The Person-Environment-Occupation Model - Vula

Occupational Therapy Division
University of Cape Town
‘Matumo Ramafikeng
• Developed in response to a lack of OT literature
describing the theoretical and clinical application of
person-environment – occupation interaction.
• Framework that guides clinical reasoning, but does not
prescribe specific intervention methods or
• Adopts a transactive approach vs. interactional
approach to the person and environment interaction.
 Environment-behaviour studies: ideas developed in an
interactive framework.
 OT perspective on environment:
1. Fitting Px into environment (O’Reilly, 1954)
2. Interaction between living system and environment
(Kielhofner & Burke, 1980)
3. Describing various properties of environment and
how it may provide optimal level of arousal (Barris, 1982)
4. Ecological systems model to study relationship
between organisms and their environment (Howe &
Briggs, 1982)
5. Relationship between challenges of an activity and
individual skills (Csikszentmihalyi & Csikzentmihalyi,
 Consists of three components: person, environment
and occupation.
 The product of the transaction between the
components is occupational performance.
 The components are dynamic and continue
throughout the lifespan.
Based on drawing by Law et al
 unique being who assumes a variety of roles
 roles are dynamic, vary across time and context in
their importance, duration and significance
 brings a set of attributes and life experiences: self-
concept, personality, cultural background, personal
 set of skills, learned and innate
 defined as the context within which occupational
performance takes place
 equal importance given to cultural, socioeconomic,
institutional, physical and social considerations
 provides cues about expected and appropriate
 considered from the unique perspective of the person,
household, neighbourhood and/or community
 defined as self directed meaningful tasks and
activities that an individual engages in during a life
 satisfy intrinsic need for self-maintenance,
expression, and life satisfaction
 areas of occupation are: self care, productivity and
 carried out within developmentally appropriate roles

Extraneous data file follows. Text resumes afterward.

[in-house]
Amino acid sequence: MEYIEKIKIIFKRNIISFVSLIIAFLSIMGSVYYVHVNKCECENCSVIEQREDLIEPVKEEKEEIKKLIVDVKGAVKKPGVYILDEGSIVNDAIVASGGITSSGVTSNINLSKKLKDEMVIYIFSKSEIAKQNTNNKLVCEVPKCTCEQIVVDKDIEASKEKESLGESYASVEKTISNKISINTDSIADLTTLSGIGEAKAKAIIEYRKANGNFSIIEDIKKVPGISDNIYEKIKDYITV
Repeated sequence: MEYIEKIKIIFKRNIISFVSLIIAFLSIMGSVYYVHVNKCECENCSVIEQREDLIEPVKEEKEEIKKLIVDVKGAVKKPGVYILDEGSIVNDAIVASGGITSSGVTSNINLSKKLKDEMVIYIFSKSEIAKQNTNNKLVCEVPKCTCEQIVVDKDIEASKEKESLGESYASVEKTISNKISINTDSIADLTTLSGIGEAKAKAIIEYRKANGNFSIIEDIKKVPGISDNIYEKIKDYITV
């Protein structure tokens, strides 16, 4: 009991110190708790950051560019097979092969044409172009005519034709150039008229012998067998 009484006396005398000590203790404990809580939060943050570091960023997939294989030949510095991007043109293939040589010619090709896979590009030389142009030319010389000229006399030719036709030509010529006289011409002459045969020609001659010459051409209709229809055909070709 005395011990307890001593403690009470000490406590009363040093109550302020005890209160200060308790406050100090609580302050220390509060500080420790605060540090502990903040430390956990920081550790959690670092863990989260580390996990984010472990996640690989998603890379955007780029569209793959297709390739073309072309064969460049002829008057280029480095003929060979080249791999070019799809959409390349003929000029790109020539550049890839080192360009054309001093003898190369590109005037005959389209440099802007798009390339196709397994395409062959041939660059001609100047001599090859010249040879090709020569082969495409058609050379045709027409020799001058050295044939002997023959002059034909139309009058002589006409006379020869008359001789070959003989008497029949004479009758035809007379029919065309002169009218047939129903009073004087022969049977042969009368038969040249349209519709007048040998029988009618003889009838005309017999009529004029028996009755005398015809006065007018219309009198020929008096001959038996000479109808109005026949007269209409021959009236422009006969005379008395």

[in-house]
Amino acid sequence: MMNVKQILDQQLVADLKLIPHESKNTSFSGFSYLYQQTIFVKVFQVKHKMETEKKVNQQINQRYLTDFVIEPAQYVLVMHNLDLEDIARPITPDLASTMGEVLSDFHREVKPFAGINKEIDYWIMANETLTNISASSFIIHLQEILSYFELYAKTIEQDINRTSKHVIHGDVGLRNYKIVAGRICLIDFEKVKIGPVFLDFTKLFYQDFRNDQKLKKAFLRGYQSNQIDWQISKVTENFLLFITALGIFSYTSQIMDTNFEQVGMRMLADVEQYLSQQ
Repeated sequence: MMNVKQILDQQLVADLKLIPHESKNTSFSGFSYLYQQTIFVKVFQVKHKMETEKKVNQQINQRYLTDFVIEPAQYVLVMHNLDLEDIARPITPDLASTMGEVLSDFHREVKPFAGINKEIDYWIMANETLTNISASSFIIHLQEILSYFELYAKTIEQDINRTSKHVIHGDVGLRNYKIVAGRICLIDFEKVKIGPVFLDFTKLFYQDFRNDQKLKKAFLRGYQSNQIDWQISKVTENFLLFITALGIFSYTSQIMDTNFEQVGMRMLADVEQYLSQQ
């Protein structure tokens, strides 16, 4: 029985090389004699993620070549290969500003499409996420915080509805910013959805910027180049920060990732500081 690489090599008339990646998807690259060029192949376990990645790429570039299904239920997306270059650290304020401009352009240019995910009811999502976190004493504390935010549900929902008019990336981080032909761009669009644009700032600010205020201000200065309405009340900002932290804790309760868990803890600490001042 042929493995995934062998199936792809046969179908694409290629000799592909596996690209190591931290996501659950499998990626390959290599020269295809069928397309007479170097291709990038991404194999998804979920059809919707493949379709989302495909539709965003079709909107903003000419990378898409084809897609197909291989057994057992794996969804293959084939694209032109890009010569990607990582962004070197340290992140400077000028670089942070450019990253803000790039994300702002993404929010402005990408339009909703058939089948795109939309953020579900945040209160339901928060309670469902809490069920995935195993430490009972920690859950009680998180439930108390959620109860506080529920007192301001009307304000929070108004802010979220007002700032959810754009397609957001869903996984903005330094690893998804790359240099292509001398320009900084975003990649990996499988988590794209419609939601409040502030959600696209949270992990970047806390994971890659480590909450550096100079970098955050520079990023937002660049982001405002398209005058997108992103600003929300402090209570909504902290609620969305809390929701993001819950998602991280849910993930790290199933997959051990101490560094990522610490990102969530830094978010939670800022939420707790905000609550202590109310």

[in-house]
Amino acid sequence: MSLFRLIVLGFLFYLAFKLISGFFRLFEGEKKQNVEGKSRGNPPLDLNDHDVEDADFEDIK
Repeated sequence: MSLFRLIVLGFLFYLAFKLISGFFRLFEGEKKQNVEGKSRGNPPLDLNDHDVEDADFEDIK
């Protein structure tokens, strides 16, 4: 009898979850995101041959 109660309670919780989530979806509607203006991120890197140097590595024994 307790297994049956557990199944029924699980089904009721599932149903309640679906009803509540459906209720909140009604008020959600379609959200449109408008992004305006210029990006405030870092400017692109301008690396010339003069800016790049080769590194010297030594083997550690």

and in multiple contexts
 temporal aspects are important to consider
Occupational Performance
 outcome of the transaction between the person,
environment and occupation
 dynamic experience of a person engaged in purposeful
activities and tasks in the environment
The Person:
 a dynamic, motivated and ever-developing being
constantly interacting with environment
 qualities defining an individual will influence the way
that he/she interacts with the environment and carries
out occupations
 attributes are amenable to change, some more so than
The Environment:
 influences behaviour and in turn is influenced by
 not static
 can have an enabling or constraining effect on
occupational performance
 considered to be more amenable to change than the
The Occupation:
 considered to meet intrinsic needs for self-
maintenance, expression and fulfillment within
context of roles and environment
 include activities and tasks done to accomplish a
 are pluralistic and complex and are necessary function
of living
Occupational Performance:
 is a complex, dynamic phenomenon
 has spatial and temporal considerations
 shaped by transaction that occurs between person,
occupation and environment
 requires ability to balance occupations and views of
self and environment that sometimes conflict, and to
encompass changing priorities
 observable qualities can be measured objectively, but
subjective attributes are better measured by self-report
Person-environment-occupation fit:
 three major components interact continually across
time and space in ways that increase or diminish fit
 the closer the overlap/fit the more harmoniously they
are interacting
 the outcome of greater compatibility is represented as
more optimal occupational performance
 A good fit between components results in optimal
 Maximum fit = maximum occupational performance.
 Minimum fit= dysfunction.
 Problems associated with disability could be due to
minimum or poor person-environment fit.
 Therefore, intervention could be focused on changing
the environment to maximize fit.
 Intervention or change in one component affects other
components and the degree of occupational
 Intervention to target person, occupation and
environment in different ways
Use of multiple avenues for eliciting change
Implementation of interventions in context and at
different levels of environment
Use of a wider repertoire of well-validated instruments
developed by other disciplines can be used
Outcomes measured in terms of changes in
occupational performance
Emphasises occupation as opposed to performance
 Law, M., Cooper, B,. Strong, S., Stewart, D., Rigby, P. &
Letts, L. 1996. The Person-Environment-Occupation
Model: A transactive approach to occupational
performance. Canadian Journal of Occupational
Therapy. 63(1):9-23.
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